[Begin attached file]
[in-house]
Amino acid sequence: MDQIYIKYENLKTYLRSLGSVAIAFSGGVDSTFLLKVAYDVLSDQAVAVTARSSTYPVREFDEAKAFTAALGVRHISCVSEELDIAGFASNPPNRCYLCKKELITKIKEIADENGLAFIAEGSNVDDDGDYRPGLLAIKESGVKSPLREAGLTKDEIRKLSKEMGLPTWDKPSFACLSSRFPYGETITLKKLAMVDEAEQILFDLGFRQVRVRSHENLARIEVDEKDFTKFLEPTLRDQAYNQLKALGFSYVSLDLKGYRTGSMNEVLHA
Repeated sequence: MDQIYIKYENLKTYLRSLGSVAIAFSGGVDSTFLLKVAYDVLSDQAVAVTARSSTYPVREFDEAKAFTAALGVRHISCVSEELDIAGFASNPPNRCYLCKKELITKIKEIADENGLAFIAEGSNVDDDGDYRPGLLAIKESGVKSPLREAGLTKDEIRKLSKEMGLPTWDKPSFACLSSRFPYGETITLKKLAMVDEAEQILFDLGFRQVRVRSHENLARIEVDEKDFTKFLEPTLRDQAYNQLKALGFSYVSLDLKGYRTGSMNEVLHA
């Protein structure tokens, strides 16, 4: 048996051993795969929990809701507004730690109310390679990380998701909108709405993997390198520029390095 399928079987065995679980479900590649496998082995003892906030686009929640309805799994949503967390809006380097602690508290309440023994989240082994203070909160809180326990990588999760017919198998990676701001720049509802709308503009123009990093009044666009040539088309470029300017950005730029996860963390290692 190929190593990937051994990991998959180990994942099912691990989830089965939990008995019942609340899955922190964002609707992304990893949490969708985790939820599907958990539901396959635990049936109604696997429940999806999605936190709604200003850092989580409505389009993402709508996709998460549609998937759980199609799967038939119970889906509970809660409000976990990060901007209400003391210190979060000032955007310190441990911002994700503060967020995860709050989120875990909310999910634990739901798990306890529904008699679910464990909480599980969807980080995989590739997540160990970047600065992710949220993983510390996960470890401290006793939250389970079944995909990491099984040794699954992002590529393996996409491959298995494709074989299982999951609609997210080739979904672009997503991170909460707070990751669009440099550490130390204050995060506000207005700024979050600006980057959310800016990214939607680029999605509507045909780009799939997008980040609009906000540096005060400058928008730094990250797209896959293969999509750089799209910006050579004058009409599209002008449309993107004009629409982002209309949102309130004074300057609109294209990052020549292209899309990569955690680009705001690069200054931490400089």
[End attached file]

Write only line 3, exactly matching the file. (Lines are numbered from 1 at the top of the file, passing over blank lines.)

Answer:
Repeated sequence: MDQIYIKYENLKTYLRSLGSVAIAFSGGVDSTFLLKVAYDVLSDQAVAVTARSSTYPVREFDEAKAFTAALGVRHISCVSEELDIAGFASNPPNRCYLCKKELITKIKEIADENGLAFIAEGSNVDDDGDYRPGLLAIKESGVKSPLREAGLTKDEIRKLSKEMGLPTWDKPSFACLSSRFPYGETITLKKLAMVDEAEQILFDLGFRQVRVRSHENLARIEVDEKDFTKFLEPTLRDQAYNQLKALGFSYVSLDLKGYRTGSMNEVLHA